After studying a database of Go games, the AI was considered to have acquired the experience of a person who had played the game for 80 years consecutively. In comparison to Deep Blue – the AI that beat Kasparov at chess in 1997 – AlphaGo put into practice so-called “Deep Learning” techniques rather than brute force strategies. Thus, AlphaGo and its successor AlphaGo Master defeated Lee Sedol and Ke Jie respectively, also considered to be one of (or) the best player in the world of Go.
This progress is significant for the field of artificial intelligence. However, many people put this victory into perspective, pointing to the energy power used by AlphaGo and AlphaMaster to achieve its goals. Indeed, during the match against Lee Sedol and AlphaGo, it was estimated that the champion’s energy consumption was 20 Watts compared to nearly 1 MW for the AI.

Texas Hold’em

Poker is one of the most complex games to play. Indeed, this game combines reflection, strategy but also instinct and bluff, which does not seem, at first sight, to be the most developed skills of an AI. Taking into account the difficulties of poker, the Libratus developers then focused on Texas Hold’em Poker. Thus, the AI was trained to play against itself and then to examine its strategies to improve them while creating real bluffing skills by reducing disappointment or regret due to certain game choices. With a regret rate close to zero, and it was concluded that it would be impossible to beat this algorithm in a lifetime.
As a result, it was tested in January 2017. Libratus faced Jason Les, Dong Kim, Daniel McAulay and Jimmy Chou, the world’s top Texas Hold’em players. After 20 days of games and 120,000 hands, Libratus was declared the winner. During its rounds, the AI analysed the strategies and techniques of its competitors, continually adapting and improving.


In 2017, after its integration with DeepMind (a Google company), the Maluuba start-up integrated an automatic learning method called Hybrid Reward Architecture (HRA) into the famous arcade game Pac-Man. This technology allows an agent to evaluate the suggestions of all other agents for the current game. This approach was often compared to the expression “divide and conquer” and allowed the AI to achieve an unprecedented score of 999,990.

Dota 2

Following the same operating principle as Libratus, OpenAI was created to learn by itself and continuously improve through its gaming experiences. In August 2017, after just two weeks of learning, the artificial intelligence launched by the laboratory co-founded by the famous Elon Musk was already winning against several world players at Dota 2 in one-on-one games during the World Tournament of eSports The International. What makes this stage essential is the surprising aspect of the events that occur during the game.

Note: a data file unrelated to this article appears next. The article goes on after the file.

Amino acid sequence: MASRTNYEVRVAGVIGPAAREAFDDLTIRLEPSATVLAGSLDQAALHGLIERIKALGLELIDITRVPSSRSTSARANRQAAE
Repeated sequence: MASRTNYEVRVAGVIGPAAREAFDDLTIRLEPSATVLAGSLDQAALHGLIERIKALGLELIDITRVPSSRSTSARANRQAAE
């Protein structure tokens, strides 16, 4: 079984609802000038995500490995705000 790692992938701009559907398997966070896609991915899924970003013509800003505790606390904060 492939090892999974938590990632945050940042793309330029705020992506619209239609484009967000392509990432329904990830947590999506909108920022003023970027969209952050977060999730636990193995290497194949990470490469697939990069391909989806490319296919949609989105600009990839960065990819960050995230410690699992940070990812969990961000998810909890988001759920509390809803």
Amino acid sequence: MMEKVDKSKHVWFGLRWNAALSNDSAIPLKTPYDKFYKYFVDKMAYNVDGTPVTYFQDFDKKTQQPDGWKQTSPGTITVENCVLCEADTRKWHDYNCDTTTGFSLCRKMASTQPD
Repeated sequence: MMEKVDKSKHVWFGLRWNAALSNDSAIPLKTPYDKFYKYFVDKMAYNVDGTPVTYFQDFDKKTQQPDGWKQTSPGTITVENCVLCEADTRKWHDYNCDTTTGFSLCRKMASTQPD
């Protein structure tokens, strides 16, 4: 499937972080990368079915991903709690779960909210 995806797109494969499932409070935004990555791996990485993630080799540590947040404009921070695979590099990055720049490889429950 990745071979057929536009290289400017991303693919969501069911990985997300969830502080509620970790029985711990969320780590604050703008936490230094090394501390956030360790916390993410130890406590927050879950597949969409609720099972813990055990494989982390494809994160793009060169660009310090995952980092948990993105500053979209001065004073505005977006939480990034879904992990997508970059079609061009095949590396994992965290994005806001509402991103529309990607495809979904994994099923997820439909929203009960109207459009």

The Rubik’s Cube

Another significant milestone is, of course, the record set in early 2018 by an AI who solved a Rubik’s Cube in 0.38 seconds, including visual analysis and colour recognition via a PlayStation 3 webcam and the movements needed to solve the Rubik’s Cube using robotic arms. Until then, this record was 0.637 seconds for a robot and 4.69 seconds for a human, a record held by Patrick Ponce.

StarCraft II

In 2019 DeepMind, the Google subsidiary that had made itself famous by developing AlphaGo continued to push the boundaries of artificial intelligence in the gaming world. His latest developments led to the development of AlphaStar, an artificial intelligence that beat two of the top 50 players in the world at StarCraft II. This real-time strategy game is much more complicated than those that AIs have been able to master before (Atari, Mario, Quake III Arena,) since StarCraft II is a game offering various game modes and in particular the one against one in which participants evolve in real time.

What is the next step?

By repeatedly beating the human brain on more diverse and varied but above all more and more complex games, we can wonder what the future of artificial intelligence and its interactions with humans holds in store for us.
While it is clear that machines can now solve increasingly complex problems (see the Go game and StarCraft II), we must also consider the role of humans in this equation.
In terms of optimisation, it seems evident that energy aspects will have to at least be considered. Many people are asking to see what the capabilities of an AI would be if it operated at the same level of energy power as a human being, thus proposing more “fair play” confrontations.

On the other hand, where artificial intelligence beats humans on the games they have created themselves. But is an AI capable of “inventing” a new game? An AI named Angelina is already being trained and improved to achieve this goal.

Image: Shutterstock

Posted in Innovation.